• Oppose per my below section. The first few naive paid editors that comply with it will quickly realize that it's only downside to comply. Secondly (and this isn't a big deal now but may become one if any of these advocacy proposals become policy), part of WMF's role is PR of Wikipedia including oversight edits, BLP edits, etc, etc. They make the same type of edits to protect and advocate for WP that paid editors do for their clients. We can couch it any way we like, but right now we say WMF employees get to take their WMF hat off and edit outside of work. I don't think think any of these policy proposals create these types of "off work" situations. Would every WMF employee have to declare the receive compensation for every edit? P.S. Does anyone else see the irony in the "Help the Funds Distribution Committee spend $6 million" at the top of the paid editors policy proposal? Just a glance gives the impression it's a policy proposal to give $6 million to editors. :) --DHeyward (talk) 12:14, 19 October 2013 (UTC)
  • Oppose - Dead in the water as soon as the "no investigation outside WP" cult of anonymity language creeps in. Leave things at "...require a COI disclosure on each user talk page" with a " harassment of declared COI editors without cause" and that might have wheels. Carrite (talk) 07:37, 20 October 2013 (UTC)
  • Oppose You can't prove somebody is a paid advocate without off-wiki information, which is a big no-no. If a person is an advocate, they can be blocked for advocacy or SPA, anyway, so the existing policy apparatus is enough to deal with people like these pbp 02:22, 21 October 2013 (UTC)
  • Oppose --Frukko (talk) 20:45, 21 October 2013 (UTC)
  • Meh - While I like the principles here better than the other proposal, most of this is just summary of existing policy, so it seems a little WP:CREEP-y. The only thing that's really new is the requirement to disclose a financial COI, which is as unenforceable as a total ban on paid advocacy. Mr.Z-man 22:16, 21 October 2013 (UTC)
  • Support, with some caveats. This proposal appears to me to clearly distinguish edits by expert professionals (who might happen to be paid) from paid advocacy (which I agree is unacceptable). We don't need a new policy to disallow paid advocacy — it already violates WP:NPOV — but this makes the lines clearer, and I think that's a good thing. Declaring a COI on edits about one's employer seems unobjectionable. But the "You won't be ignored." claim about talk page suggestions is counterfactual, in my experience: you can be and often will be ignored. And since the {{request edit}} template appears not to add the article to any categories or otherwise draw attention to the request in some centralized place, my guess is that it too will in practice usually be ignored. So if we are going to be stricter about limiting COI edits we should also be more proactive about locating and responding to edit requests on talk pages. If not, people are going to just do those edits anyway, despite the COI, out of frustration that nothing is happening to fix problems with "their" articles. —David Eppstein (talk) 23:37, 21 October 2013 (UTC)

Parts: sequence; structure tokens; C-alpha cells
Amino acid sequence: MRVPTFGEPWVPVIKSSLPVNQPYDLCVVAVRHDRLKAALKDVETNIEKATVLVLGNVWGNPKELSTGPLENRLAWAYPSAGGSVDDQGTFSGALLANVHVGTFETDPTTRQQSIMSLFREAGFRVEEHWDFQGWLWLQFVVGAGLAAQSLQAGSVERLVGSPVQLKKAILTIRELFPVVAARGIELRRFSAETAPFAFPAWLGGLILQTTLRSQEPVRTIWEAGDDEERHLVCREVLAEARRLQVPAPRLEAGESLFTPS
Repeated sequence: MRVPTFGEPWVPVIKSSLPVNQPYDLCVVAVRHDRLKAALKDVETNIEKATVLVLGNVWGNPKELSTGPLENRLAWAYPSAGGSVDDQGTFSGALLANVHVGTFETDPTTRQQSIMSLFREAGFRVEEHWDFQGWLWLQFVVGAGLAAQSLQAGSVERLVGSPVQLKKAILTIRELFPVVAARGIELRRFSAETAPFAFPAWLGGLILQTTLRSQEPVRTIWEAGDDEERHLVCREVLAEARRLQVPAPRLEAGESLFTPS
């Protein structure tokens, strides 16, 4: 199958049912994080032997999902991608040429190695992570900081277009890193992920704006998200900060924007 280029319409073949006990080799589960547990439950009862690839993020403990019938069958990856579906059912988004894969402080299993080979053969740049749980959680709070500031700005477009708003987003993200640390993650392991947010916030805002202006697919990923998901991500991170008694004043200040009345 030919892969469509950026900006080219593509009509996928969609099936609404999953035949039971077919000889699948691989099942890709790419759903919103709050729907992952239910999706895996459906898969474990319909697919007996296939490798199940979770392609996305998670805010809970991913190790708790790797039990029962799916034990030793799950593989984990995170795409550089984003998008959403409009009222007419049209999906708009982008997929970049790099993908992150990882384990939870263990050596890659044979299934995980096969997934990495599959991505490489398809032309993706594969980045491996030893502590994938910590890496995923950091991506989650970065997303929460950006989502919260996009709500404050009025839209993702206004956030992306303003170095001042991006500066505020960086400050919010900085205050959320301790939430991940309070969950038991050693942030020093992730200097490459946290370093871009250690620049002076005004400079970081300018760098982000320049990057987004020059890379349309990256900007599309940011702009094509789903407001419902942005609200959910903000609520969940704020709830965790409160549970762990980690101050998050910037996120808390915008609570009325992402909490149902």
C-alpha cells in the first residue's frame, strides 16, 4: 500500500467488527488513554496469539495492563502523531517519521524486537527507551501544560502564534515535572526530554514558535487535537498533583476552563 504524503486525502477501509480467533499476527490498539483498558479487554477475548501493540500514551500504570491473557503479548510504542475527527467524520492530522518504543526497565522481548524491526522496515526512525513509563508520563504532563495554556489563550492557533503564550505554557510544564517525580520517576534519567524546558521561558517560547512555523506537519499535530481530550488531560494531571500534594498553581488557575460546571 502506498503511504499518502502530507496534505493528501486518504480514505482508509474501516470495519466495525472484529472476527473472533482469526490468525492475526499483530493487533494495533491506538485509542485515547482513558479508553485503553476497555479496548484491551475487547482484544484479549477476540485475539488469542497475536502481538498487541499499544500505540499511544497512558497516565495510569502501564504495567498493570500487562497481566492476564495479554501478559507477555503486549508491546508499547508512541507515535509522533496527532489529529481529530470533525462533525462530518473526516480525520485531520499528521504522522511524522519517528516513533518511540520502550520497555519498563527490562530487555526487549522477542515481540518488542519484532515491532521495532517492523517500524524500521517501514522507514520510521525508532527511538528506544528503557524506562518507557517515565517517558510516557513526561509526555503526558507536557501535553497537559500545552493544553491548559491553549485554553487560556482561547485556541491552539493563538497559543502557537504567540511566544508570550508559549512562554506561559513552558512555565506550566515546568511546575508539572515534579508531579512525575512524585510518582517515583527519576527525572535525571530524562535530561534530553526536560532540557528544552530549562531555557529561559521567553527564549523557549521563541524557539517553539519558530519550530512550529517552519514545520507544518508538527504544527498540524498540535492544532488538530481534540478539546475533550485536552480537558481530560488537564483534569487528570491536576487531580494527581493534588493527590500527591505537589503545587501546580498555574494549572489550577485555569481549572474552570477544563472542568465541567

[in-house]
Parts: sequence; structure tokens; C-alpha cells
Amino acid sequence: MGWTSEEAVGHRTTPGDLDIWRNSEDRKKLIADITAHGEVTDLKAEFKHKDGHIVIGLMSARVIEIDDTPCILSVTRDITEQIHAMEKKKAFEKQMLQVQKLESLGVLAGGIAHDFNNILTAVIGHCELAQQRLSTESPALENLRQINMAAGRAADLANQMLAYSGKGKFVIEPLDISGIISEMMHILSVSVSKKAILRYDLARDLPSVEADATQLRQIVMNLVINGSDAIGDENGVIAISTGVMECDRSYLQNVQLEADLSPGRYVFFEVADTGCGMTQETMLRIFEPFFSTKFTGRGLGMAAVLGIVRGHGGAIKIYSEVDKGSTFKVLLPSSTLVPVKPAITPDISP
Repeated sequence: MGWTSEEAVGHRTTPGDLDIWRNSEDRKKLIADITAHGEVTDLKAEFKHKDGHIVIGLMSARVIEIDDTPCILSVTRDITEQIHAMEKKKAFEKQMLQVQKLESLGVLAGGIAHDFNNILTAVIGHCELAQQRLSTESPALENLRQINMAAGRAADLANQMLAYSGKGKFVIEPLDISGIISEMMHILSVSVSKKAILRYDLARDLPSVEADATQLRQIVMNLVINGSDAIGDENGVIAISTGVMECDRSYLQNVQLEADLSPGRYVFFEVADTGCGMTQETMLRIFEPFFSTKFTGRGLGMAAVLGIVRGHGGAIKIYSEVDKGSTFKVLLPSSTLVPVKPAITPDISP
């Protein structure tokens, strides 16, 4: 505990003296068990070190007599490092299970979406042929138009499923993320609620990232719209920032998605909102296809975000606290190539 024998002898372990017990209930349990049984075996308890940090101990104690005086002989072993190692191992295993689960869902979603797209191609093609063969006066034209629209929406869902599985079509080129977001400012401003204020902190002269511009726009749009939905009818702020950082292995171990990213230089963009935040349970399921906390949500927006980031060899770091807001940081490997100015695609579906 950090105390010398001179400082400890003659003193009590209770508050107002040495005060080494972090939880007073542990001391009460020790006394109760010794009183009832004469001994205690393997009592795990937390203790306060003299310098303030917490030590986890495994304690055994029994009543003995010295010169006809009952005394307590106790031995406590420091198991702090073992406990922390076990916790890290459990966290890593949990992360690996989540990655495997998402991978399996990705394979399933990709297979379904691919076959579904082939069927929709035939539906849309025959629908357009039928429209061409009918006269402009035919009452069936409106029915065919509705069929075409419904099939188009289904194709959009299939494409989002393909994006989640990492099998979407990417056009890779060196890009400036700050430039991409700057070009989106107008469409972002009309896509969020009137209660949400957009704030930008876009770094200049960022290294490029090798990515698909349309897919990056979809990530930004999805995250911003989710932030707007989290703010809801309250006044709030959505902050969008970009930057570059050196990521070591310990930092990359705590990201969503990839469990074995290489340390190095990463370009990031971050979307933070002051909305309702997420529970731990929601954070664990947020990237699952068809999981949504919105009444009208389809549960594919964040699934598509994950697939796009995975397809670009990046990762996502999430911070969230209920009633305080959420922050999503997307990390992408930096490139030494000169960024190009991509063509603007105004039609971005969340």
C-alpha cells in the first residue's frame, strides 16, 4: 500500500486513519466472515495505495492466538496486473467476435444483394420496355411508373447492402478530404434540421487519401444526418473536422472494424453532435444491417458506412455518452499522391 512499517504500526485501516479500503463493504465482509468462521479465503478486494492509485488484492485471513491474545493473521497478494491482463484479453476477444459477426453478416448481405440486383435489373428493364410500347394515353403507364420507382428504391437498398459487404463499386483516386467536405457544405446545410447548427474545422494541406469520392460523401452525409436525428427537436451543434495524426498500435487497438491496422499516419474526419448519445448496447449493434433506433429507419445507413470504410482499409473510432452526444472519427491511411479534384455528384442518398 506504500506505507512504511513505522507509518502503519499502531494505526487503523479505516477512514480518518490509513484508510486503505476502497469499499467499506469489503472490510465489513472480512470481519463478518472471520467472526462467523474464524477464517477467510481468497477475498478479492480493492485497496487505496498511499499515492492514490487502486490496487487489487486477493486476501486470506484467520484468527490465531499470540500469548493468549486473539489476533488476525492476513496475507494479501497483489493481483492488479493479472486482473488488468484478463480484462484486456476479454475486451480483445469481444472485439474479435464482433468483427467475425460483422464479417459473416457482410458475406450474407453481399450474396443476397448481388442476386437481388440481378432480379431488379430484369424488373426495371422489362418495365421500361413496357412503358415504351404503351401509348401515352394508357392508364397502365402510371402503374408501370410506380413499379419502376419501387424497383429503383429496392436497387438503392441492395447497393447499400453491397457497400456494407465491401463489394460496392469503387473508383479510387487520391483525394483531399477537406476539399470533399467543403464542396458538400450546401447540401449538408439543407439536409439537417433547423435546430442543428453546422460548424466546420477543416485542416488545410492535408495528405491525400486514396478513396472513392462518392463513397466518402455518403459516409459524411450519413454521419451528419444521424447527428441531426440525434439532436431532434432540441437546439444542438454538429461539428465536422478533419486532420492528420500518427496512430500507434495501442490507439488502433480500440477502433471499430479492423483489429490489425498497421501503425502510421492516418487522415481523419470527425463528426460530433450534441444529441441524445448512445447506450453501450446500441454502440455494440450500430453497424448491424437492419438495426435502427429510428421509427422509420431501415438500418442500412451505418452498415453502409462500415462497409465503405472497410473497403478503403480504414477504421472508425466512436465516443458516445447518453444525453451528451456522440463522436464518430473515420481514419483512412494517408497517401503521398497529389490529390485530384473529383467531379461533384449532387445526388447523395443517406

• Strongly Oppose - While a tiny bit better than the No Paid Advocacy proposal, it still is way off the mark in terms of infringing on basic editor rights and stomps solidly over WP:OUTING as if that policy didn't even exist in the first place. Yes, the policy claims to try to keep that within content that can be found strictly on Wikipedia itself.... but I see that lasting for a New York minute in practice. Otherwise, it is just a cumbersome restatement of existing policy. Yes, I'm restating observations made above, but frankly I agree with these observations and that these are fatal to the policy concept, thus it really need to be considered a dead issue. I know there are people who are upset over editors getting paid for many reasons with their participation on Wikipedia.
    This is not the proper way to deal with those issues. An information essay that covers these ideas in a manner which makes it clear that it isn't policy but that editors should try to avoid if they wish to stay within other existing Wikipedia policies is fine and that is something I could support. As this is written, no bleeping way could I support this notion. It is the notion of mandatory disclosure of conflicts of interest I don't like. This idea is simultaneously impossible to enforce and intimidating to those who really are trying to work with Wikipedia editors in a genuine good faith manner that is positive to the development of Wikipedia as a whole. --Robert Horning (talk) 00:13, 22 October 2013 (UTC)
  • Stomps on WP:OUTING? That depends on what exactly is the minimum disclosure. I don't read this proposal as requiring personal identification of the paid editor, or of the paying client, although edit contributions should make that obvious. --SmokeyJoe (talk) 00:30, 22 October 2013 (UTC)
How can the "minimum disclosure" be made mandatory? How might you know what conflicts of interest that I may have and what sort of disclosures I must make myself under this policy? For that matter, what makes a paid edit in the first place? I will admit that I have avoided edits in some articles explicitly because I voluntarily know that I have a conflict of interest and want to avoid edit wars on subjects that I'm a little too close to being involved with. None the less, it is completely voluntary and that hasn't kept me from even making a few tweaks to those articles or finding reliable sources to make a minor point that wasn't covered earlier that I felt needed to be in that article (with review by other editors involved). BTW, the policy explicitly states you must disclose your financial interest on your user page. It is there in black and white that this is mandatory disclosure with the threat of permanent blocking of your account if you fail to make this disclosure. --Robert Horning (talk) 00:53, 22 October 2013 (UTC)